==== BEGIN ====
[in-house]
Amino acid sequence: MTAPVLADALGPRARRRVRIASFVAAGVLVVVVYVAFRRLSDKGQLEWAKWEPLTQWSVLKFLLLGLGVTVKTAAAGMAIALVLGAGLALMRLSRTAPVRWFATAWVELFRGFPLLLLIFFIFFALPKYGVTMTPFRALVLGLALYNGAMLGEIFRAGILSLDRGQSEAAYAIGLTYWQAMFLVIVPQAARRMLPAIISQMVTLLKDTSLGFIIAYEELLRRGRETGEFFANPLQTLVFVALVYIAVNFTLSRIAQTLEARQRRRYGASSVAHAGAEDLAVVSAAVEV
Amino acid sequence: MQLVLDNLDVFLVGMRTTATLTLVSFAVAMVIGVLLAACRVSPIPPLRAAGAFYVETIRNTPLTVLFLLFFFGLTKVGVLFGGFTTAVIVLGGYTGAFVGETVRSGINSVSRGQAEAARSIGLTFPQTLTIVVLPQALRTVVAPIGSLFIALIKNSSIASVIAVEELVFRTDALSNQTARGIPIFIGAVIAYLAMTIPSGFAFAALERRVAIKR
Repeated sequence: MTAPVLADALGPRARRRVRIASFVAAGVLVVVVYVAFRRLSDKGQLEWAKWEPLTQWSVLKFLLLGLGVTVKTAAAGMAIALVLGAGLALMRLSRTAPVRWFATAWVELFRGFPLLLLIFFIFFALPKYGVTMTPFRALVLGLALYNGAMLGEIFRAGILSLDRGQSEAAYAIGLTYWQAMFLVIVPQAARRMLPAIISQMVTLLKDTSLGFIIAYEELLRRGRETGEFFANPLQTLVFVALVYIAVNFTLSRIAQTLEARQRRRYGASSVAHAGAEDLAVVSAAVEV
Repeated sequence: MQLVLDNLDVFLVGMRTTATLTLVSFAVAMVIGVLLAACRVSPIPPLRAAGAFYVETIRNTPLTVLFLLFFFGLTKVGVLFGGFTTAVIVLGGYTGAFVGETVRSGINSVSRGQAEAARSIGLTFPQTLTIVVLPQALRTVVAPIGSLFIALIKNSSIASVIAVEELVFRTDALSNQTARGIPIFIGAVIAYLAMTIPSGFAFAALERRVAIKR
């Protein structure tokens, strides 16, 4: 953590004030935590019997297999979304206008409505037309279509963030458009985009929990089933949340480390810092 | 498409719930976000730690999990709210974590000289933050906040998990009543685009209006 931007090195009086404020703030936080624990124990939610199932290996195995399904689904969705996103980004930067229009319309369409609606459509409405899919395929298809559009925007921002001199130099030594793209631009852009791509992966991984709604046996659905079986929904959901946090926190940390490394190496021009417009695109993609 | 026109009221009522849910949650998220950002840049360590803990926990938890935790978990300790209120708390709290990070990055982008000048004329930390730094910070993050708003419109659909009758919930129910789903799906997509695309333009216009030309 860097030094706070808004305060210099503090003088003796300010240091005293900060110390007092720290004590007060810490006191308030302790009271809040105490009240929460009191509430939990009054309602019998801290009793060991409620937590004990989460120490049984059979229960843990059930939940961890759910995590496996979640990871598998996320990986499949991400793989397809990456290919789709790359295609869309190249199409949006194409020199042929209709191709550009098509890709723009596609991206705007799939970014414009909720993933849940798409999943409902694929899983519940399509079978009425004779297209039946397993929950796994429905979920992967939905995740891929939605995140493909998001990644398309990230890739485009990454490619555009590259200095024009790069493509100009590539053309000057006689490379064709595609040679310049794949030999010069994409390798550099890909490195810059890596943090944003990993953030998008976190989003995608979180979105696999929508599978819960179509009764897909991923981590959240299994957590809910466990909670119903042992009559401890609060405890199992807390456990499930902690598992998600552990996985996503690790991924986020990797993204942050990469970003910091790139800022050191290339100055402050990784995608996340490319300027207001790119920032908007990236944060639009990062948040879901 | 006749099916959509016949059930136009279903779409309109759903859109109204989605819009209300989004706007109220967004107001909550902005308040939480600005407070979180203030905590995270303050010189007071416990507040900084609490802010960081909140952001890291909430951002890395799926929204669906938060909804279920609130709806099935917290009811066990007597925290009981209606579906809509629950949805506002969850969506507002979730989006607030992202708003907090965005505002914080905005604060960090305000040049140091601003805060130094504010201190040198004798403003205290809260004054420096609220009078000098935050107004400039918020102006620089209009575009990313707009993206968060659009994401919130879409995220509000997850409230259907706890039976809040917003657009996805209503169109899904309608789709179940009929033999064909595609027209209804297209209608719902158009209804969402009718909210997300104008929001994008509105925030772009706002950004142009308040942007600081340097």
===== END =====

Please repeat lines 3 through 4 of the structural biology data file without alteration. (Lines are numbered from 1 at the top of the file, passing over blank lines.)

Amino acid sequence: MQLVLDNLDVFLVGMRTTATLTLVSFAVAMVIGVLLAACRVSPIPPLRAAGAFYVETIRNTPLTVLFLLFFFGLTKVGVLFGGFTTAVIVLGGYTGAFVGETVRSGINSVSRGQAEAARSIGLTFPQTLTIVVLPQALRTVVAPIGSLFIALIKNSSIASVIAVEELVFRTDALSNQTARGIPIFIGAVIAYLAMTIPSGFAFAALERRVAIKR
Repeated sequence: MTAPVLADALGPRARRRVRIASFVAAGVLVVVVYVAFRRLSDKGQLEWAKWEPLTQWSVLKFLLLGLGVTVKTAAAGMAIALVLGAGLALMRLSRTAPVRWFATAWVELFRGFPLLLLIFFIFFALPKYGVTMTPFRALVLGLALYNGAMLGEIFRAGILSLDRGQSEAAYAIGLTYWQAMFLVIVPQAARRMLPAIISQMVTLLKDTSLGFIIAYEELLRRGRETGEFFANPLQTLVFVALVYIAVNFTLSRIAQTLEARQRRRYGASSVAHAGAEDLAVVSAAVEV